Irregular Income? Pay Yourself Like an Employee of Your Own Business.One way to smooth out an irregular income is to draw down a regular allowance from your irregular earnings, leaving the extra (from the good months) as savings to cover the lean months. If your irregular income comes from being self-employed, then it’s a good idea for taxation and accounting purposes to have a SEPARATE BANK ACCOUNT for your business. When you’re self-employed, it’s easy for the lines between business and personal to blur, BUT it’s so much easier to keep your business and your personal expenses separate if you keep separate bank accounts. Your accountant will love you for it. Not only does a separate bank account make business bookkeeping easier, but you can also pay yourself a regular ‘wage’, therefore eliminating the irregular income problem. Not a formal payroll wage, but regular drawings from your business income that provide you with a steady, regular source of income. These drawings should be calculated from your business profits, not revenue. That means you work out your regular drawings after taking into account your business expenses, your superannuation and tax. What if you aren’t self-employed but your income is still irregular? Maybe you work casual hours and you’re not sure how many hours you’ll work from week to week. The same principle can apply. Have a separate account for your irregular income and withdraw a regular amount. The weeks where you work more should cover the weeks when you work less. How much should you withdraw each week? Your budget is your blueprint to guide you. Here’s how to create a cash flow budget (similar to the ones linked to above) when you have an irregular income.
Start Your Cash Flow Budget by Writing Down Your ExpensesRather than starting your budget with how much you earn start by analysing your expenses so you know how much you NEED to earn over the course of a year. When you have a ball-park figure of your yearly expenses, you can total up all your expected irregular income to see if it will cover your projected expenses. Prioritise your expenses into those that must be paid every month and discretionary expenses that can be cut if your income won’t cover them. Also, write down the TIMING of your expenses. If you pay your car registration once a year, in which month do you pay it? If your electricity is quarterly, what months does it fall due? Rather than guessing expenses and averaging them out over the year, put them into your budget on the month that they fall due. This way you know which months you’re going to need extra cash and how long you’ve got to save up for these expenses. Using an envelope type system can help you save for your expenses. It can be a good idea to put extra funds away in the good months to cover expenses in the off months.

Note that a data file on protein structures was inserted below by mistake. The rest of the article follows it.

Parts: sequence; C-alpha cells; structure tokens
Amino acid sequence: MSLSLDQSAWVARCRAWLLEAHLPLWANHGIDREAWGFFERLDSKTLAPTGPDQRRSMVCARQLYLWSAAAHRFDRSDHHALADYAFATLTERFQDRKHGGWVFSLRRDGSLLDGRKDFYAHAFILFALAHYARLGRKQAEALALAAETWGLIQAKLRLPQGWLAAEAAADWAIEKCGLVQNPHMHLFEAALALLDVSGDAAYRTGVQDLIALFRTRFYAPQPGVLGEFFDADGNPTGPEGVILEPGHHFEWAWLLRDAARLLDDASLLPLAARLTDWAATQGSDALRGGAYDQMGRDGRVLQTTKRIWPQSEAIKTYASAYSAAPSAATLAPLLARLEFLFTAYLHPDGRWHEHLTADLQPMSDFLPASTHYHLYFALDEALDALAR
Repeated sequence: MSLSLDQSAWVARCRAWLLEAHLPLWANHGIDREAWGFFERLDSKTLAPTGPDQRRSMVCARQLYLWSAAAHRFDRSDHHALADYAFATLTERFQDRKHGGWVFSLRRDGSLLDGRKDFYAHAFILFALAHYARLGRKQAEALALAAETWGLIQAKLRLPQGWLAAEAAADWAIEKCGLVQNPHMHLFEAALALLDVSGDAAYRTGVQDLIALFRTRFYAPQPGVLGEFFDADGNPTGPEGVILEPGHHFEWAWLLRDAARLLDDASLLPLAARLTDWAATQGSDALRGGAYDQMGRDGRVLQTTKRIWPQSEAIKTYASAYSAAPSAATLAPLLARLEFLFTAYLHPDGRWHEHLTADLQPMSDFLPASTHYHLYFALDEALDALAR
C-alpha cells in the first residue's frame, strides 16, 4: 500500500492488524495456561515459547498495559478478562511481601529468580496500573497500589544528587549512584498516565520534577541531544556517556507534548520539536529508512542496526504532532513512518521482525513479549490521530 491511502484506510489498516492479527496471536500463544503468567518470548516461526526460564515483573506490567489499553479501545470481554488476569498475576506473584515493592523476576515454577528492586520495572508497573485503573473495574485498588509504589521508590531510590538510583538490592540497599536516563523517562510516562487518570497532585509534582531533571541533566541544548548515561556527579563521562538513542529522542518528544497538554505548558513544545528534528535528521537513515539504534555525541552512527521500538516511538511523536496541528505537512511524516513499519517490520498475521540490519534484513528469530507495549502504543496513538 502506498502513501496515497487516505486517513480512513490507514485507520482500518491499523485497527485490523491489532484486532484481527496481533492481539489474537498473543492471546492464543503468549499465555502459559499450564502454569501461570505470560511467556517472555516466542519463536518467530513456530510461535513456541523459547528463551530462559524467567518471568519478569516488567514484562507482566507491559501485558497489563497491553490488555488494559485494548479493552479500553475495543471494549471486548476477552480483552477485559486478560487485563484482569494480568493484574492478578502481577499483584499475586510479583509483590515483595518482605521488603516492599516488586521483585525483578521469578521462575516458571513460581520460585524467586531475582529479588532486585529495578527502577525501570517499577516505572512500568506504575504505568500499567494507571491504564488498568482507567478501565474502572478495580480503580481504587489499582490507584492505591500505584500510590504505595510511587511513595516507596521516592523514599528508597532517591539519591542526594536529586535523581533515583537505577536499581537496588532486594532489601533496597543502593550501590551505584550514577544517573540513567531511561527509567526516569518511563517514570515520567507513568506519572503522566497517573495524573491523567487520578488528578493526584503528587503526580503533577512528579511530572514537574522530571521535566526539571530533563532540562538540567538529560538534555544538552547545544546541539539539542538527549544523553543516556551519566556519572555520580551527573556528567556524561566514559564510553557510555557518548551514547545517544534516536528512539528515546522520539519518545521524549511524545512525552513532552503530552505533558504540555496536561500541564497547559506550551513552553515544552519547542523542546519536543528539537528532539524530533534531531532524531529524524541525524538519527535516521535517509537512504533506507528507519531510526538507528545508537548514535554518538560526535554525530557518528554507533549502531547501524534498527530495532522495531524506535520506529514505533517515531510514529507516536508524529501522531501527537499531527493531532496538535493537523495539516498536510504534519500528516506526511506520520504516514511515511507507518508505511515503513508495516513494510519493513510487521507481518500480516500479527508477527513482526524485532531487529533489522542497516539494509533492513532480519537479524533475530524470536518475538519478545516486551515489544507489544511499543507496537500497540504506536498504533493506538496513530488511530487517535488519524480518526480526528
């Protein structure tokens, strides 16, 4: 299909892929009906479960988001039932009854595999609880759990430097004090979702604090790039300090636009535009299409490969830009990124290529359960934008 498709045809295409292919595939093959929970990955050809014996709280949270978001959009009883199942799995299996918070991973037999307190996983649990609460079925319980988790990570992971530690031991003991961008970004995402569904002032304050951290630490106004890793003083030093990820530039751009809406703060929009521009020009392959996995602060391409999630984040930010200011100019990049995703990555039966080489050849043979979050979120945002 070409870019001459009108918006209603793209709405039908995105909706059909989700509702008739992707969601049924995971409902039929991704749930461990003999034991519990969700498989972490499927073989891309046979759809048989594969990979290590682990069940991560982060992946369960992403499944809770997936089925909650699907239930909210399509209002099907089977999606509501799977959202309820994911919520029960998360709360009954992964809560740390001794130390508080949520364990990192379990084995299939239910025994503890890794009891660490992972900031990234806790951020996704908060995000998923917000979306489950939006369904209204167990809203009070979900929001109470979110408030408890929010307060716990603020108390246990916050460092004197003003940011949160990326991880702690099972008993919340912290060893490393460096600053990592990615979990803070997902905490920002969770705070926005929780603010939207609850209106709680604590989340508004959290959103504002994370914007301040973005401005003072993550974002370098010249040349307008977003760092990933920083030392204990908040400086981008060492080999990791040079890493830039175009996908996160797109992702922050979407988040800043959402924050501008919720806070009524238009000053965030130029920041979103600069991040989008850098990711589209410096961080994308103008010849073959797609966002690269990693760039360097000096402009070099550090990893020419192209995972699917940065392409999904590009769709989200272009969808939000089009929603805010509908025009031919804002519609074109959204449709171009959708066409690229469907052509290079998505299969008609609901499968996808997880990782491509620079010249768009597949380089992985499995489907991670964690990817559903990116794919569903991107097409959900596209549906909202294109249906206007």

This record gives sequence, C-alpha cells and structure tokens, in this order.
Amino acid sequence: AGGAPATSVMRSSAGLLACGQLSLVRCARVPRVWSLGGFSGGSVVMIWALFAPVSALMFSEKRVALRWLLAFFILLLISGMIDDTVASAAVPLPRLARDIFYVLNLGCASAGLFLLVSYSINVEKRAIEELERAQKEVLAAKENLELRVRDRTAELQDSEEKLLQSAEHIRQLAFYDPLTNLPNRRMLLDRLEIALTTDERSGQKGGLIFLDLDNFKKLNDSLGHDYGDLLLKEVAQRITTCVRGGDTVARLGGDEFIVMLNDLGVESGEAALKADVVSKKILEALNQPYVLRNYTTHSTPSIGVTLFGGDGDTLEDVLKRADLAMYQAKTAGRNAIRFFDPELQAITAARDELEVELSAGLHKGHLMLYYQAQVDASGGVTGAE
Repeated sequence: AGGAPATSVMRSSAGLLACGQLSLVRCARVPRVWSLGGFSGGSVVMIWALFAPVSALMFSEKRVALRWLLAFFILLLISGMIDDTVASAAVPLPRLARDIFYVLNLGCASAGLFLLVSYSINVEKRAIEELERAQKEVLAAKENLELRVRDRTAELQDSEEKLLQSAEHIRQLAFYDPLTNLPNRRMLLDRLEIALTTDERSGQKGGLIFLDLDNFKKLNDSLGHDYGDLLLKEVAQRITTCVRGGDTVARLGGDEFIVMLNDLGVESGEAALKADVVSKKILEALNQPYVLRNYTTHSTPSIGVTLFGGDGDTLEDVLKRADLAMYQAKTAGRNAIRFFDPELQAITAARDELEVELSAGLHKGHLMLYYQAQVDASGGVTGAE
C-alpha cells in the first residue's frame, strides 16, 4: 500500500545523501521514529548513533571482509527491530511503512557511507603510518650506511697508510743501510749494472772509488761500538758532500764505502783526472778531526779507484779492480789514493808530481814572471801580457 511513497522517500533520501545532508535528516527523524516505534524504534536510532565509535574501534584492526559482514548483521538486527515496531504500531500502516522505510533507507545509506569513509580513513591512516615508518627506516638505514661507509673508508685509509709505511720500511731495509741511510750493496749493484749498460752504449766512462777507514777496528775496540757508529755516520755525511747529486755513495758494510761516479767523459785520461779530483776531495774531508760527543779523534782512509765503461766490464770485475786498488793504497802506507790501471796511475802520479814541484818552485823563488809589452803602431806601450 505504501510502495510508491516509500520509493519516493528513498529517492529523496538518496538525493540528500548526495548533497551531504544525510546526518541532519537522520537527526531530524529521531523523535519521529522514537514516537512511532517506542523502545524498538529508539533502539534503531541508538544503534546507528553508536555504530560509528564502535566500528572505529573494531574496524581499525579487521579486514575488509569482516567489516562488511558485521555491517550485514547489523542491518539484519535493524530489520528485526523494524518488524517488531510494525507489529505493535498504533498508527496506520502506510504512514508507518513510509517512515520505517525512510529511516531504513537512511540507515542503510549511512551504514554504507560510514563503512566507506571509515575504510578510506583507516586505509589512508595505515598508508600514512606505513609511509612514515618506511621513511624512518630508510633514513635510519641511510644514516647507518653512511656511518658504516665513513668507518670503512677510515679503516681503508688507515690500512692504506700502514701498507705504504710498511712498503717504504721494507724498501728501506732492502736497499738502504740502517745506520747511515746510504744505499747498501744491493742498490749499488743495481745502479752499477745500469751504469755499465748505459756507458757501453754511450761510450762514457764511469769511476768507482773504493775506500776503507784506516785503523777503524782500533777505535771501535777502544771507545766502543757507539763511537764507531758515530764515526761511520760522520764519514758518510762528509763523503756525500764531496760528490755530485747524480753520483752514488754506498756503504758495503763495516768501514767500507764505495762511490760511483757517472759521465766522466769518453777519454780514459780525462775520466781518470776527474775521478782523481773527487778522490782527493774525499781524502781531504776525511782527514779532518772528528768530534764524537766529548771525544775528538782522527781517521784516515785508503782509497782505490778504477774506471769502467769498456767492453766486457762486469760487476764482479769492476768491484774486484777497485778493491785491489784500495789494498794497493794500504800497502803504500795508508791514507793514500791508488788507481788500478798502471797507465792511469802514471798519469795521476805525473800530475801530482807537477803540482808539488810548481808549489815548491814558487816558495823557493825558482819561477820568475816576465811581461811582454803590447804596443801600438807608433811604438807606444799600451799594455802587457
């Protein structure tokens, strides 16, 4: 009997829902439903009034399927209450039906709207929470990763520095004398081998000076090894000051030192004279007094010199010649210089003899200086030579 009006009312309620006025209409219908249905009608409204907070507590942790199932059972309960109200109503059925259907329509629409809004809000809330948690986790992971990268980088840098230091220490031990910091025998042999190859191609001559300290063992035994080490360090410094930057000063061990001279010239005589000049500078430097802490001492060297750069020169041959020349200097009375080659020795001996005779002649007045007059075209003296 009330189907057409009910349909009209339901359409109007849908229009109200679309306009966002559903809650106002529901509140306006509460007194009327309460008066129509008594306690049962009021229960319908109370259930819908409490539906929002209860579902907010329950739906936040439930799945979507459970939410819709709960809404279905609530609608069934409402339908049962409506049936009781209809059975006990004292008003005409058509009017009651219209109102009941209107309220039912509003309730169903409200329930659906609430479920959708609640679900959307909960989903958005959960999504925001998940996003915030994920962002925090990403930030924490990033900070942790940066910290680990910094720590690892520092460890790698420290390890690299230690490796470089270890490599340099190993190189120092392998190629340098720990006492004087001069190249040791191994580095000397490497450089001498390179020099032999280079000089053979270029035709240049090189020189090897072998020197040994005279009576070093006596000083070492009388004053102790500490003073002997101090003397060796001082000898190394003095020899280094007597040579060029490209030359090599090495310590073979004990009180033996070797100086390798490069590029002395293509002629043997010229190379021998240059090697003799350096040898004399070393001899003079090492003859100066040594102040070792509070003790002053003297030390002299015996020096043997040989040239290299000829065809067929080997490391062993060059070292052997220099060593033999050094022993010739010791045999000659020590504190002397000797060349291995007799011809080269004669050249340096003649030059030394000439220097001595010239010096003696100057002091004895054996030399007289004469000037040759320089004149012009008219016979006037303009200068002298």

Add Your Predicted Income to Your Cash Flow BudgetThere are several ways that you can budget your predicted income:
- If you have had irregular income in the past, base this year’s income on last year’s adjusting it for any known changes.
- If your work is seasonal, then you will have some idea which months will bring in a higher income than others.
- You could predict your income as per the amount of work that you reasonably expect to generate and the terms of trade that you intend to offer (ie, 30-day accounts etc). Be conservative in this estimation, it’s better to underestimate than to overestimate your income. If you’re new to irregular income, then maybe ask others in the same line of work what they earned in their first year and again give a conservative estimate.
- Your cash flow budget will work better for you if you can predict how much income you expect in which month. That will give you an indication in advance which months will be lean.
- If you get a base salary plus a commission, you could budget according to the base salary and consider any commission a bonus.
- As the year progresses you may get a better indication of your income patterns. Adjust your budget accordingly.